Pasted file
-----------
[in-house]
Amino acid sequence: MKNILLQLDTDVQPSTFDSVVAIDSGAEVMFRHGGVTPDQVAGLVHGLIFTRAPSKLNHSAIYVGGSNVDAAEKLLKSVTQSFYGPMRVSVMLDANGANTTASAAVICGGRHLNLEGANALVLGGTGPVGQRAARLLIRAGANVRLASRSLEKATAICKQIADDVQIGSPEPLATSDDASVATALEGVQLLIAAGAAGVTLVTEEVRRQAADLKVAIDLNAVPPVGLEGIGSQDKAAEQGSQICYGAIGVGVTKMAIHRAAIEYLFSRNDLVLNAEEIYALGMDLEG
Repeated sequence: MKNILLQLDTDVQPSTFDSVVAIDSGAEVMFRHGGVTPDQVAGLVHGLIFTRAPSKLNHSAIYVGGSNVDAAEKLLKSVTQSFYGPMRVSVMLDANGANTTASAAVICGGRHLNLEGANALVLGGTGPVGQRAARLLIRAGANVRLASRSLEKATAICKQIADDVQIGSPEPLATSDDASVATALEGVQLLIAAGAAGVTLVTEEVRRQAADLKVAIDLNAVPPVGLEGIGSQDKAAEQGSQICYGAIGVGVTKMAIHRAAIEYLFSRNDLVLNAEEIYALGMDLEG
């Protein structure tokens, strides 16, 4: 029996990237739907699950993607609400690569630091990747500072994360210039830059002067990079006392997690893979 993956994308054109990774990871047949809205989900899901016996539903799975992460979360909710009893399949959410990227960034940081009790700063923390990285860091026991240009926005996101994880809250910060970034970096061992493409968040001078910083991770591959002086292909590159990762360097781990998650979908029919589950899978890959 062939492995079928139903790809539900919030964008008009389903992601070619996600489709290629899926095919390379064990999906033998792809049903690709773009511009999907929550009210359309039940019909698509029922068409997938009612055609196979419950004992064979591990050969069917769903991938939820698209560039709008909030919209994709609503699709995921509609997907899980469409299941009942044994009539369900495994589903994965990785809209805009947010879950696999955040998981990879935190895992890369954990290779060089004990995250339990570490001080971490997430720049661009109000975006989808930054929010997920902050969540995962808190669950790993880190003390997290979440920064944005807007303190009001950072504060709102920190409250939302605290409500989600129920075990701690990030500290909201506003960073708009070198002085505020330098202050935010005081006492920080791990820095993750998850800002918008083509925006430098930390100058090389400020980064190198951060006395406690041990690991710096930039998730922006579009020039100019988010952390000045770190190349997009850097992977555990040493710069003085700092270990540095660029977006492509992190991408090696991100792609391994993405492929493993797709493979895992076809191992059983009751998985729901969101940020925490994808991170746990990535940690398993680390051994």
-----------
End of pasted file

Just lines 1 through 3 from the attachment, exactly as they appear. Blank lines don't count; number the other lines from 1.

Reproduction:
[in-house]
Amino acid sequence: MKNILLQLDTDVQPSTFDSVVAIDSGAEVMFRHGGVTPDQVAGLVHGLIFTRAPSKLNHSAIYVGGSNVDAAEKLLKSVTQSFYGPMRVSVMLDANGANTTASAAVICGGRHLNLEGANALVLGGTGPVGQRAARLLIRAGANVRLASRSLEKATAICKQIADDVQIGSPEPLATSDDASVATALEGVQLLIAAGAAGVTLVTEEVRRQAADLKVAIDLNAVPPVGLEGIGSQDKAAEQGSQICYGAIGVGVTKMAIHRAAIEYLFSRNDLVLNAEEIYALGMDLEG
Repeated sequence: MKNILLQLDTDVQPSTFDSVVAIDSGAEVMFRHGGVTPDQVAGLVHGLIFTRAPSKLNHSAIYVGGSNVDAAEKLLKSVTQSFYGPMRVSVMLDANGANTTASAAVICGGRHLNLEGANALVLGGTGPVGQRAARLLIRAGANVRLASRSLEKATAICKQIADDVQIGSPEPLATSDDASVATALEGVQLLIAAGAAGVTLVTEEVRRQAADLKVAIDLNAVPPVGLEGIGSQDKAAEQGSQICYGAIGVGVTKMAIHRAAIEYLFSRNDLVLNAEEIYALGMDLEG